The policy of all 3 centers contributing to this study has been to perform either computed tomography scanning or ultrasonography to exclude nodal and especially splenic enlargement. Based on our findings in this study, we would not recommend routine screening for extranodal lymphomas (eg, gastroscopy) in the absence of specific symptoms. Although BM examination is mandatory in patients presenting with or developing cytopenias and provided additional diagnostic information in our cohort, we recognize that many of our patients were elderly and frail and marrow examination would not alter their management. The observation that disease progression often can occur many years after presentation indicates the need for long-term follow-up.

Studies on CLL-like MBL suggest an increased incidence of bacterial infections even in the absence of progressive disease.43,44  Our cohort was too small to comment definitively, but we did not find an increased risk of significant infections despite the presence of mild hypogammaglobulinemia in some cases.

Regarding nomenclature, many cases could be classified as CD5 −ve MBL, but the cohort also included cases with weak CD5 positivity as seen in MZ lymphomas. It has been suggested that MBL could be more simply subclassified into CLL-like and non–Hodgkin-lymphoma-like categories, but our data would suggest that it is possible to define a distinct subgroup with MZ features. Our cohort also included cases with a clonal B-cell count exceeding 5 × 109/L. These cases did not differ in any other respect from cases with clonal B-cell counts of <5 × 109/L. As with the distinction between clinical MBL and early CLL, this finding raises questions about the clinical and biological validity of a numerical cutoff.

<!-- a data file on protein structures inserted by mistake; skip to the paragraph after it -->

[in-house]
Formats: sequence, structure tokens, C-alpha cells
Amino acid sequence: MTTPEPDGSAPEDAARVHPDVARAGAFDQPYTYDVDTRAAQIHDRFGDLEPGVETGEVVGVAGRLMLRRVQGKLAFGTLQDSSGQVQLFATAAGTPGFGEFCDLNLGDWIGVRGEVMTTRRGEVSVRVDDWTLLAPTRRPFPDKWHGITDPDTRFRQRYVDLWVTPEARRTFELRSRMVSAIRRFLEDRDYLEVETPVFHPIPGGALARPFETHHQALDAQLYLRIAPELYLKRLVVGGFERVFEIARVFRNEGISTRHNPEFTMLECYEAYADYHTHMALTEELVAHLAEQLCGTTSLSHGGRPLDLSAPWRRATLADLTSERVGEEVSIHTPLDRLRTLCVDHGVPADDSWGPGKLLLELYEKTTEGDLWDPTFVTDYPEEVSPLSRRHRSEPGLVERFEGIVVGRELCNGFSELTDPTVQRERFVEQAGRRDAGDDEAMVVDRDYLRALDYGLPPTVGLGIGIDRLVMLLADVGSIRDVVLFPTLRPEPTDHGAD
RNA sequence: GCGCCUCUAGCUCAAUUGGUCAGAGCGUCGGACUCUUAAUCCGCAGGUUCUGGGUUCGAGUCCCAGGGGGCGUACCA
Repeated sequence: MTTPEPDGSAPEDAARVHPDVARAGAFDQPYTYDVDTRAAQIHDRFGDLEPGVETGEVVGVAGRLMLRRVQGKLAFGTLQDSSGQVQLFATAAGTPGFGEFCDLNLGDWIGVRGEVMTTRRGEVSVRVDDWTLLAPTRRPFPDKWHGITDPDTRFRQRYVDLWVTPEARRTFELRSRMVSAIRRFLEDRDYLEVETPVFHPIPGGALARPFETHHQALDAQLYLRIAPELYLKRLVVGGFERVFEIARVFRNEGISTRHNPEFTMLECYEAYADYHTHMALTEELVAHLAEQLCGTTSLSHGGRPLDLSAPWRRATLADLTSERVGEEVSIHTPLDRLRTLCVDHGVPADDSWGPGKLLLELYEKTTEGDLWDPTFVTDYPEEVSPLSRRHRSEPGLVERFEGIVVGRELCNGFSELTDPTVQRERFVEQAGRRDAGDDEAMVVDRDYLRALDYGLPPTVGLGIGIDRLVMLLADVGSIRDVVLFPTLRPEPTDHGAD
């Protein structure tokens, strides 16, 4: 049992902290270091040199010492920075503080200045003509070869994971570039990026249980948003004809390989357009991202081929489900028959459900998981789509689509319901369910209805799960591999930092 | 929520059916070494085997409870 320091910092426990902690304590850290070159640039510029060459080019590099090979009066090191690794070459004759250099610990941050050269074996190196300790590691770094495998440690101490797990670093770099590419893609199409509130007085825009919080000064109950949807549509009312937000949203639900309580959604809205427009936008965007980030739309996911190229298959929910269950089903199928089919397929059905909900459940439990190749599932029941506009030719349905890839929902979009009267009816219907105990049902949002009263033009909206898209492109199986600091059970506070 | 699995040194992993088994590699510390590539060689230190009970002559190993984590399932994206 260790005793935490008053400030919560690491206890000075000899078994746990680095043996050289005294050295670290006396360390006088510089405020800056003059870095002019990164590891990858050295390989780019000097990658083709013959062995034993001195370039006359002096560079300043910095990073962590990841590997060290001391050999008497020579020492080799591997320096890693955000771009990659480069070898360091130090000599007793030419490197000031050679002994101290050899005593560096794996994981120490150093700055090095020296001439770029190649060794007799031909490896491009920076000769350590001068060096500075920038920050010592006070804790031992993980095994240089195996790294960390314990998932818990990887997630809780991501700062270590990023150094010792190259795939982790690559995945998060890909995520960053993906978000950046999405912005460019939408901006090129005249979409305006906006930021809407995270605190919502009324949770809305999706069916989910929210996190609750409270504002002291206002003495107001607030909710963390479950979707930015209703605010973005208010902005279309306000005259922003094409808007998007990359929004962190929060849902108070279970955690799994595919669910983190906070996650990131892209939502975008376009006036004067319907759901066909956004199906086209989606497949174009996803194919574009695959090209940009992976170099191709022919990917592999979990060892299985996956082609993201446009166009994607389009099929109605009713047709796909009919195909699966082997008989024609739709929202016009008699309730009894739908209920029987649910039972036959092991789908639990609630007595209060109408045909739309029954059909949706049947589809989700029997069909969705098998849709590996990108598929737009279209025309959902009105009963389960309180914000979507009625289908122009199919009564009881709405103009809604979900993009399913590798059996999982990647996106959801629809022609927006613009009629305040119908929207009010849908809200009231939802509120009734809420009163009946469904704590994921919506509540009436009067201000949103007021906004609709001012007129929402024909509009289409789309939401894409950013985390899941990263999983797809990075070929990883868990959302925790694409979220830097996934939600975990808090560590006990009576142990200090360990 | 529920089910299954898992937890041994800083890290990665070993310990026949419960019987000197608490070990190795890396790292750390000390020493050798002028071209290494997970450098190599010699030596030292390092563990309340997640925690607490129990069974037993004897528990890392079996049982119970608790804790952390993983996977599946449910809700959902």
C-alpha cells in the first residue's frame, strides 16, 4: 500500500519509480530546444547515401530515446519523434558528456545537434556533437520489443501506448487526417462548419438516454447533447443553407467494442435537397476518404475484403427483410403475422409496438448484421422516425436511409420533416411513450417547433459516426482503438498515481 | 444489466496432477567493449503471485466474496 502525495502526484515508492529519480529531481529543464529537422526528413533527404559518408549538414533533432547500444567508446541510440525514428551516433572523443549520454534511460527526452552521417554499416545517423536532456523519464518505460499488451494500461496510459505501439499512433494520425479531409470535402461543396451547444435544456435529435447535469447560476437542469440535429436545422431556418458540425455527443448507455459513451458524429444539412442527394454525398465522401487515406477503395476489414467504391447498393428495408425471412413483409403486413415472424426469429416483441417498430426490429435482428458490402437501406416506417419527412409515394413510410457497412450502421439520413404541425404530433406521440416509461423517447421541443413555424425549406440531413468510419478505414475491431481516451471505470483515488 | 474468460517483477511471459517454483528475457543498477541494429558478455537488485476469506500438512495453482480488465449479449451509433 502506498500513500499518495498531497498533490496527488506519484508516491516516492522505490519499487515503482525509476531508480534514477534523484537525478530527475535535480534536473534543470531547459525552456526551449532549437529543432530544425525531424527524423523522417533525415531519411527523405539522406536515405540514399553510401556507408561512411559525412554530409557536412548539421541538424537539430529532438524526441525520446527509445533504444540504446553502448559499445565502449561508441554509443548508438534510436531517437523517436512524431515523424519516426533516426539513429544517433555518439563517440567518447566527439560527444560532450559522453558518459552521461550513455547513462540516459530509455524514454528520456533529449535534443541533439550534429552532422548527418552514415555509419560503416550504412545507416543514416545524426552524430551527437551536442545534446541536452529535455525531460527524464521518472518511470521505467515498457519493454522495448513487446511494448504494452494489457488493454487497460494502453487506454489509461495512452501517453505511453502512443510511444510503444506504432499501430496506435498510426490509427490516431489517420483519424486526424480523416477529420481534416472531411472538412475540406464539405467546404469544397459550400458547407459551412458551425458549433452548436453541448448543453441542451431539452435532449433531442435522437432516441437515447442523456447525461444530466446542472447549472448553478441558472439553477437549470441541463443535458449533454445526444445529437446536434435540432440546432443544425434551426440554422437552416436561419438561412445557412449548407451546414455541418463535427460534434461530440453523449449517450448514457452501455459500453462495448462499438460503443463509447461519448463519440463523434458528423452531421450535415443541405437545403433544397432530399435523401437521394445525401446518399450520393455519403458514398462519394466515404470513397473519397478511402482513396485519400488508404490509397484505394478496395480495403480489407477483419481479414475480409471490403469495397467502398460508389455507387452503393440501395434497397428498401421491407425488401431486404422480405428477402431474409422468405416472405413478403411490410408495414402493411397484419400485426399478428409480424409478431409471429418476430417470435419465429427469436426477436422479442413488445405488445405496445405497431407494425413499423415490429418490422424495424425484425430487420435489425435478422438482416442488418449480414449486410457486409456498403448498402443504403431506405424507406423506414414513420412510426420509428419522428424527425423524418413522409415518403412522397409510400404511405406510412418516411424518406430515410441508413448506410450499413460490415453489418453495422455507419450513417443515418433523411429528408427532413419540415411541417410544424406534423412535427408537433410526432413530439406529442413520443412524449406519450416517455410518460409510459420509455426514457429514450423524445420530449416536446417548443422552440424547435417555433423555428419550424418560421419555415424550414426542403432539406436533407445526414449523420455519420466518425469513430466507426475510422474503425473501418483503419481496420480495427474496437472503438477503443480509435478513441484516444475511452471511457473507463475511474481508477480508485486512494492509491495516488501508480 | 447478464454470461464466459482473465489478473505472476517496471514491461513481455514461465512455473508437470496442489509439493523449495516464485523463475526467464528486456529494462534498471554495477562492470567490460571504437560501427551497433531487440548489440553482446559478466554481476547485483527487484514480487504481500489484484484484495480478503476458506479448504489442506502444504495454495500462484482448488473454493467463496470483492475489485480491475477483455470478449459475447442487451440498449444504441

None of our cases are readily classifiable within the current WHO criteria. We suggest that a case could be made for a provisional entity that would encompass the cases we describe. It would be clinically important for the name not to imply a neoplastic, malignant, or lymphomatous process. Monoclonal B-cell lymphocytosis with marginal-zone features would be attractive but is constrained by the current diagnostic criteria for MBL. Clonal B-cell lymphocytosis with marginal-zone features is a possible alternative.

The publication costs of this article were defrayed in part by page charge payment. Therefore, and solely to indicate this fact, this article is hereby marked “advertisement” in accordance with 18 USC section 1734.

There is an Inside Blood commentary on this article in this issue.

Acknowledgments

This work was supported in part by the ENosAI project (code 09SYN-13-880) cofunded by the European Union and the Hellenic General Secretariat for Research and Technology.

Authorship

Contribution: A.X., C.K., A.G., and P.B. performed research, analyzed data, and wrote the paper; T.P.V., M.K.A., S.S., A. Anagnostopoulos, and H.A.P. provided samples and associated clinical data and supervised research; G.K. and P.K. were responsible for histopathologic analysis; S.M., Z.D., E.S., N.M.-B., R.I., and A. Athanasiadou performed research; and T.P., K.S., G.A.P., and D.O. designed the study, supervised research, and wrote the paper.

Conflict-of-interest disclosure: The authors declare no competing financial interests.

Correspondence: Kostas Stamatopoulos, Hematology Department and HCT Unit, G. Papanicolaou Hospital, 57010 Thessaloniki, Greece; e-mail: kostas.stamatopoulos@gmail.com.

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Author notes

A.X., C.K., and A.G. contributed equally to this study.